Why Myanmar is a marketer’s dream and nightmare

Myanmar is in the grip of extraordinary change. The country is basking in the goodwill being shown from the international community keen to support its remarkable process of change towards achieving democracy, peace and a market economy.

As international investors, including multinational corporations and Asian businesses, pour in to gain first mover advantage in a market expected to see consumer spending triple from $35 billion today to $100 billion by 2030, large marketing agencies are similarly following suit and setting up shop. But what is the true reality being faced by regional brand directors and Hong Kong brands seeking to tap into Myanmar?

Of the country’s population of 60 million, some 46 million are of working age, while an estimated three to five million migrants work overseas whose skills and experience are expected to benefit the country.

Furthermore, it’s forecast that purchasing power parity could rise to $5,100 by 2030, lifting some 18 million people out of poverty.

Progressive easing of sanctions by the US and the lifting of sanctions by the EU has helped boost investors’ confidence in Myanmar, and seen leading consumer and electronic companies return.

This, and the country’s assets, particularly its natural resources such as its rich endowments of natural gas and oil (the government is planning to increase the number of blocks available for oil and gas drilling), precious and semi-precious stones (about 90% of the world’s jade production derives from Myanmar), and forestry (it supplies about 30% of the world’s teak used in furniture and boat decks), have given further rise to optimism.

Furthermore, its shared borders with two of Asia’s most populous and rapidly developing countries, India and China, means Myanmar is also well positioned to take advantage of and cater to their growing middle classes. Shipping goods through Myanmar, which has 1,200 miles of coastline on the Indian Ocean, would be less expensive than going through the Straits of Malacca, which connect India and the Pacific oceans.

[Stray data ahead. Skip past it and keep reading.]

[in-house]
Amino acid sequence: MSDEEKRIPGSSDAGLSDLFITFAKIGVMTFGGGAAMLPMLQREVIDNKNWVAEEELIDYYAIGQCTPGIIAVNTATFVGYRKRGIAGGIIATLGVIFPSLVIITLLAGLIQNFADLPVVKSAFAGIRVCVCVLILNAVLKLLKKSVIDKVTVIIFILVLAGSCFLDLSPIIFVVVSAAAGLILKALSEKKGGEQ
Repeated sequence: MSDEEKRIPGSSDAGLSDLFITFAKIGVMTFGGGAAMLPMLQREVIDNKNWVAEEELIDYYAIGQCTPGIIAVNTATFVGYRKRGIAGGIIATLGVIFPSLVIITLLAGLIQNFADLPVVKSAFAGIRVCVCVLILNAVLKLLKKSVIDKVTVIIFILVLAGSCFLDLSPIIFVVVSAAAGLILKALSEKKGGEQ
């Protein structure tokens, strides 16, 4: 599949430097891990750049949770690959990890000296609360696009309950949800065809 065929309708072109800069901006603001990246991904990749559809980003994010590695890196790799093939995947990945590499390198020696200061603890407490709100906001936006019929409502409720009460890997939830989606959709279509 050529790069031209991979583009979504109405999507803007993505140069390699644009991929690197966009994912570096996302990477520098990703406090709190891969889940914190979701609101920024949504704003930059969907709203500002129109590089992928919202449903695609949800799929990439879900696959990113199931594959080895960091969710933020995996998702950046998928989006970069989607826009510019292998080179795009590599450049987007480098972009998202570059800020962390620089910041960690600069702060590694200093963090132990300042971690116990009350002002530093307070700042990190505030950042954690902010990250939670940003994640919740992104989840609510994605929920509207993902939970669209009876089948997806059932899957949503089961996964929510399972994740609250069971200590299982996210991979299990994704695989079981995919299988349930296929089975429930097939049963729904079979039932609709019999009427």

But while the above may give a flavour that there is everything to play for, the flip side is the risk of major disappointment.

Corruption remains endemic. Myanmar ranked 157th on Transparency International’s Corruption Perceptions Index 2013, placing it on a par with Zimbabwe, and out of 175 countries in “Transparency”, below the Democratic of Congo and Tajikistan.

While president Thein Sein has sought to address the issue through the introduction of an Anti-Corruption Law, its effects are far off from being felt, with bribes, sometimes referred to as “tea money”, taking place in both the private and public sector.

Instability and lack of transparency when it comes to the rule of law also make for nervous investors. There is little separation of power, with the military effectively controlling the legal system and judges, and even known to influence judicial decision-making.

Foreign investors involved in companies with close ties to the military understand they cannot count on due process when it comes to disagreements.

Despite this, there is hope the 2015 general elections may bring about greater reforms if Aung San Suu Kyi, who recognises these issues, becomes the next president, although this currently seems unlikely.

Commenting at the World Economic Forum, she warned that investors should view opportunities in the country with healthy scepticism and not reckless optimism.

Myanmar’s weak and out-of-date infrastructure requires heavy investment. The World Bank’s Logistics Performance Index 2014 placed the country 145, lower than any of its Asian peers.

Electricity is chronically in short supply and blackouts remain common, requiring businesses to invest in expensive back-up power generators.

Furthermore, its transportation network is in serious disrepair leading to higher costs, particularly for manufacturers whose operations are often far away from the nearest port.

The education system, meanwhile, also requires that the country develop managerial talent to train workers for complex tasks or technologies.

In the supply chain, there are increasing issues of use of child labour, labour strikes, etc.

Entering Myanmar is a long-term commitment and companies seeking to establish their brands in the country need to understand the parameters in which they are operating in.

Their success in the country’s business environment will not only be reliant upon building market share, but more crucially, establishing business relationships, particularly with local companies, which can provide a platform for more rapid growth.

But in this opaque business climate, where even the best laid plans fail, seeking the advice of knowledgeable experts, who can provide strategic advice on market entry, will assist in avoiding the pitfalls.

Undertaking an appropriate-level of due diligence that goes beyond the norms of financial checks, corporate records and sanctions lists, to ascertain the integrity of joint venture partners, suppliers and distribution networks, political and government associations, reputational concerns, and particularly the identification of corruption or bribery related concerns, will better equip investors in identifying and dealing with risks and making fewer costly mistakes.

Stuart Witchell is senior managing director and co-leader of the Asia Pacific global risk and investigations at FTI Consulting in Hong Kong.

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